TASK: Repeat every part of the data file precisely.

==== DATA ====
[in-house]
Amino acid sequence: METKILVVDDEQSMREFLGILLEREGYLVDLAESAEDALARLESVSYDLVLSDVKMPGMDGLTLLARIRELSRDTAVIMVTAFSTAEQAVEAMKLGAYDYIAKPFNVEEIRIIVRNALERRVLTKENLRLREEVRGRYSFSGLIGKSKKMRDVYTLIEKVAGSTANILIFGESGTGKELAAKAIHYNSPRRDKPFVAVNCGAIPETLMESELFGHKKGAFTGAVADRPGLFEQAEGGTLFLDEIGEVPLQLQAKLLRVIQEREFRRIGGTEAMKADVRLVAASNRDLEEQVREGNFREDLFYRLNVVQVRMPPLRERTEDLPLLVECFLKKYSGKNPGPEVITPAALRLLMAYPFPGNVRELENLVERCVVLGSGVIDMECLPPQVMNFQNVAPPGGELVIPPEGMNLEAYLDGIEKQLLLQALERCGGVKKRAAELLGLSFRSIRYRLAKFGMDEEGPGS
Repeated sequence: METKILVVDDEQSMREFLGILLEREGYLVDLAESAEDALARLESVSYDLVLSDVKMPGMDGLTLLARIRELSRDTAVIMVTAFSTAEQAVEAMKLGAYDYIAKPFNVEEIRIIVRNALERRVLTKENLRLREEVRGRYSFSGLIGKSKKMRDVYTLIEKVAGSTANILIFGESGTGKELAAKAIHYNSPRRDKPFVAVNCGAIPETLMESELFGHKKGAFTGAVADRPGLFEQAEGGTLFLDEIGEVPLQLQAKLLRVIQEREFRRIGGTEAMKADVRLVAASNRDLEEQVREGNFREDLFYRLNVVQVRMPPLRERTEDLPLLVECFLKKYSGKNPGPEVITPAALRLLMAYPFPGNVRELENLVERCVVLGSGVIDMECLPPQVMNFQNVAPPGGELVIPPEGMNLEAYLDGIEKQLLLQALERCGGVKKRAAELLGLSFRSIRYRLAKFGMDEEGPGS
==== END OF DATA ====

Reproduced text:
[in-house]
Amino acid sequence: METKILVVDDEQSMREFLGILLEREGYLVDLAESAEDALARLESVSYDLVLSDVKMPGMDGLTLLARIRELSRDTAVIMVTAFSTAEQAVEAMKLGAYDYIAKPFNVEEIRIIVRNALERRVLTKENLRLREEVRGRYSFSGLIGKSKKMRDVYTLIEKVAGSTANILIFGESGTGKELAAKAIHYNSPRRDKPFVAVNCGAIPETLMESELFGHKKGAFTGAVADRPGLFEQAEGGTLFLDEIGEVPLQLQAKLLRVIQEREFRRIGGTEAMKADVRLVAASNRDLEEQVREGNFREDLFYRLNVVQVRMPPLRERTEDLPLLVECFLKKYSGKNPGPEVITPAALRLLMAYPFPGNVRELENLVERCVVLGSGVIDMECLPPQVMNFQNVAPPGGELVIPPEGMNLEAYLDGIEKQLLLQALERCGGVKKRAAELLGLSFRSIRYRLAKFGMDEEGPGS
Repeated sequence: METKILVVDDEQSMREFLGILLEREGYLVDLAESAEDALARLESVSYDLVLSDVKMPGMDGLTLLARIRELSRDTAVIMVTAFSTAEQAVEAMKLGAYDYIAKPFNVEEIRIIVRNALERRVLTKENLRLREEVRGRYSFSGLIGKSKKMRDVYTLIEKVAGSTANILIFGESGTGKELAAKAIHYNSPRRDKPFVAVNCGAIPETLMESELFGHKKGAFTGAVADRPGLFEQAEGGTLFLDEIGEVPLQLQAKLLRVIQEREFRRIGGTEAMKADVRLVAASNRDLEEQVREGNFREDLFYRLNVVQVRMPPLRERTEDLPLLVECFLKKYSGKNPGPEVITPAALRLLMAYPFPGNVRELENLVERCVVLGSGVIDMECLPPQVMNFQNVAPPGGELVIPPEGMNLEAYLDGIEKQLLLQALERCGGVKKRAAELLGLSFRSIRYRLAKFGMDEEGPGS